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Chrome Finally Uses Less Ram, Thanks to Google

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Chrome Finally Uses Less Ram, Thanks to Google-GadgetAny
Chrome For Desktop

Sandboxing, a security measure used by Google Chrome, has the undesirable side effect of using additional RAM for each tab. A new feature that (mostly) solves the issue is now being rolled out.

Today, Google revealed two updates to the Chrome web browser. To save battery life, the Energy Saver function, which debuted with Chrome 108, restricts background activity and visual effects. The other adjustment is Memory Saver, which releases several background tabs to free up RAM. It has been in testing for some time, but it is now being made available to everyone.

Chrome RAM
Google

On all mobile browsers, the behavior is the same as how background tabs operate. If you don’t use a tab for a long enough period of time, Chrome will clear it. This keeps the tab visible in the tab bar, but requires a reload when you click on it again. “Memory Saver mode frees up memory from tabs you aren’t currently utilizing so the active websites you are viewing have the smoothest possible experience,” Google stated in its release. This is especially helpful if you’re playing games or editing family videos while using other resource-intensive software. When you require them, any inactive tabs will be refreshed.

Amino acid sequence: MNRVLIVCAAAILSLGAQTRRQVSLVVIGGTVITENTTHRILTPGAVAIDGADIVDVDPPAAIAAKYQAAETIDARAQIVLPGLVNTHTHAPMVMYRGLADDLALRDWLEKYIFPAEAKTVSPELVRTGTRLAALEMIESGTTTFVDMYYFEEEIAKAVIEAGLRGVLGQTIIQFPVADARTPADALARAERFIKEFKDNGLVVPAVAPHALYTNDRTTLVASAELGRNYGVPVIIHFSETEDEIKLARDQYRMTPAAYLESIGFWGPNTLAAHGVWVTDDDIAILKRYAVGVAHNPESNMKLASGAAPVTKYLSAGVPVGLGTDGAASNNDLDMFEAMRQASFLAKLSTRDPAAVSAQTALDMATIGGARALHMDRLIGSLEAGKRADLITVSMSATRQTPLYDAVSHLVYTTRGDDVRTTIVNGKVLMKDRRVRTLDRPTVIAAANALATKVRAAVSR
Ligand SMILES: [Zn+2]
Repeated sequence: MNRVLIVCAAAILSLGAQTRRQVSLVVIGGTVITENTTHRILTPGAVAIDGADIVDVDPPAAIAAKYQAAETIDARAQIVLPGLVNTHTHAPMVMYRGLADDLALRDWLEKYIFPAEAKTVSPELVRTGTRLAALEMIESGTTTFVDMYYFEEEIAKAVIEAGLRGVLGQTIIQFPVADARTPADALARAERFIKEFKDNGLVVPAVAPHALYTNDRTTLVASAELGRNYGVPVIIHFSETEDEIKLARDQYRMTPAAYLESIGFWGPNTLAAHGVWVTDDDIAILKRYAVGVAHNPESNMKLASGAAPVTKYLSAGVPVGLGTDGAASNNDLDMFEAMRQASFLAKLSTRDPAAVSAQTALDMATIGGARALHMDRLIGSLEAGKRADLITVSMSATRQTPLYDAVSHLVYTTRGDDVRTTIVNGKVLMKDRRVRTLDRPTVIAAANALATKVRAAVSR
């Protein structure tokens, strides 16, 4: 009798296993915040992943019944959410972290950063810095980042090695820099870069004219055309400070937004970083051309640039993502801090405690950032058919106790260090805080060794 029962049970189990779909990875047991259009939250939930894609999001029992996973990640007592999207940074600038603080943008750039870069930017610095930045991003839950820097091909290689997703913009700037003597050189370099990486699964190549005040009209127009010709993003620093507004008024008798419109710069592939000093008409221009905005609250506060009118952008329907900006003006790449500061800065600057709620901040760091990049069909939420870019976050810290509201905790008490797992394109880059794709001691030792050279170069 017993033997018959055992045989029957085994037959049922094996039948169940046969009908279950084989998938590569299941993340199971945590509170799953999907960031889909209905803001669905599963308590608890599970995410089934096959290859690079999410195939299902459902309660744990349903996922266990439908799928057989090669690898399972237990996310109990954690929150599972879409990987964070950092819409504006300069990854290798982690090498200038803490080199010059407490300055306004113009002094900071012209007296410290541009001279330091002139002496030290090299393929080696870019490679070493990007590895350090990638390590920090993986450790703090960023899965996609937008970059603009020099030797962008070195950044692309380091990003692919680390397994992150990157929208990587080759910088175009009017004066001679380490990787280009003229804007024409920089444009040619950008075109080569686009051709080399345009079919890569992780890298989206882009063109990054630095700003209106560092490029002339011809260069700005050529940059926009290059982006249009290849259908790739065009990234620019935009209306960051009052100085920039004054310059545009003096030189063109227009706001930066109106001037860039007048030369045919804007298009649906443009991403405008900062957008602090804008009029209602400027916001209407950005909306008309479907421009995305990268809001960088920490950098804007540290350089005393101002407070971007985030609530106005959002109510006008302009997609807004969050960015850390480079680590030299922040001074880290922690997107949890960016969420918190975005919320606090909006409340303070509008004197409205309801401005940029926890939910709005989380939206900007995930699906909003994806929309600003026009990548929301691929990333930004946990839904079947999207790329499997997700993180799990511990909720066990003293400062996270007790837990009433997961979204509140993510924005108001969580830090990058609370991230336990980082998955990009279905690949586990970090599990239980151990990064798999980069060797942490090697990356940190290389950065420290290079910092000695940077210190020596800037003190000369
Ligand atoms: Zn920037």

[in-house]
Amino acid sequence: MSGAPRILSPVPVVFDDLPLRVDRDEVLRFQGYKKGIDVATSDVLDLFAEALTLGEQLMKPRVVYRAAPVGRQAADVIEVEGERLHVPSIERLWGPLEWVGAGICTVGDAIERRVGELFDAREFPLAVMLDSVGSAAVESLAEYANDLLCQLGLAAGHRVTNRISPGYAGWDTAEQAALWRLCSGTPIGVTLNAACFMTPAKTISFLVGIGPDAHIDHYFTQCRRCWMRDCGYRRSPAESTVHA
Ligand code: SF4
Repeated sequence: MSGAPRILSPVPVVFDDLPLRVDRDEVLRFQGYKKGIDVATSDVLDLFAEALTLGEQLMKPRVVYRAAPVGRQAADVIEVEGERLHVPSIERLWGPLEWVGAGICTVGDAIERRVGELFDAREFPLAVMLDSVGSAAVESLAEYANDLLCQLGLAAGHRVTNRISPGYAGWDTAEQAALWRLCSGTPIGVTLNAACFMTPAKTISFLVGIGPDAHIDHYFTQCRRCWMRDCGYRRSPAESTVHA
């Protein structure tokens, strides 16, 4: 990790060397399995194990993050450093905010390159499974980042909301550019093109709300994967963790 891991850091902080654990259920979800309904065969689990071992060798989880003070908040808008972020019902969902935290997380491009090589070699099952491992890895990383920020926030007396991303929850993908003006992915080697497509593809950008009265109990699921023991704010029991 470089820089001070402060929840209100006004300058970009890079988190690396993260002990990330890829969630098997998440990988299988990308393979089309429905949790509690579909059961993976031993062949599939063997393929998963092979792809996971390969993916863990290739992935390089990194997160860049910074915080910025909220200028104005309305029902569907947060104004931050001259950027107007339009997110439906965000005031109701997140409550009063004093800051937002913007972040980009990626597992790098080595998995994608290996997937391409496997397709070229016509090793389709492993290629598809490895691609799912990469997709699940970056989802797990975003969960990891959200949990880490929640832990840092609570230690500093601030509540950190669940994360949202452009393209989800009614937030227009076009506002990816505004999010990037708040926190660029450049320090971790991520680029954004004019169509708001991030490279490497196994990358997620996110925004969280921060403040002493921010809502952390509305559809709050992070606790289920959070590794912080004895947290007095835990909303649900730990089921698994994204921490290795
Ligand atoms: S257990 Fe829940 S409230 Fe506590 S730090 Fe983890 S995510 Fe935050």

Similar functionality has been developed by numerous browser extensions over time, most notably “The Great Suspender,” which was removed from the Chrome Web Store in 2020 after the new owner introduced malware. The “Sleeping Tabs” function in Microsoft Edge is essentially identical to Chrome’s new Memory Saver.

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It’s wonderful to see that desktop Chrome now has a background tabs control without the need for a third-party addon. If the Memory Saver isn’t yet visible, you might be able to manually activate it with a feature flag. When prompted, restart Chrome by going to chrome://flags/#battery-saver-mode-available (clicking the link won’t work; you must copy and paste it). Set the highlighted dropdown menu to “Enabled.” The settings page at chrome:/settings/performance may then appear; but, in my experience, the page remained blank even after I enabled the flag.

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Raulf Hernes

By Raulf Hernes

If you ask me raulf means ALL ABOUT TECH!!

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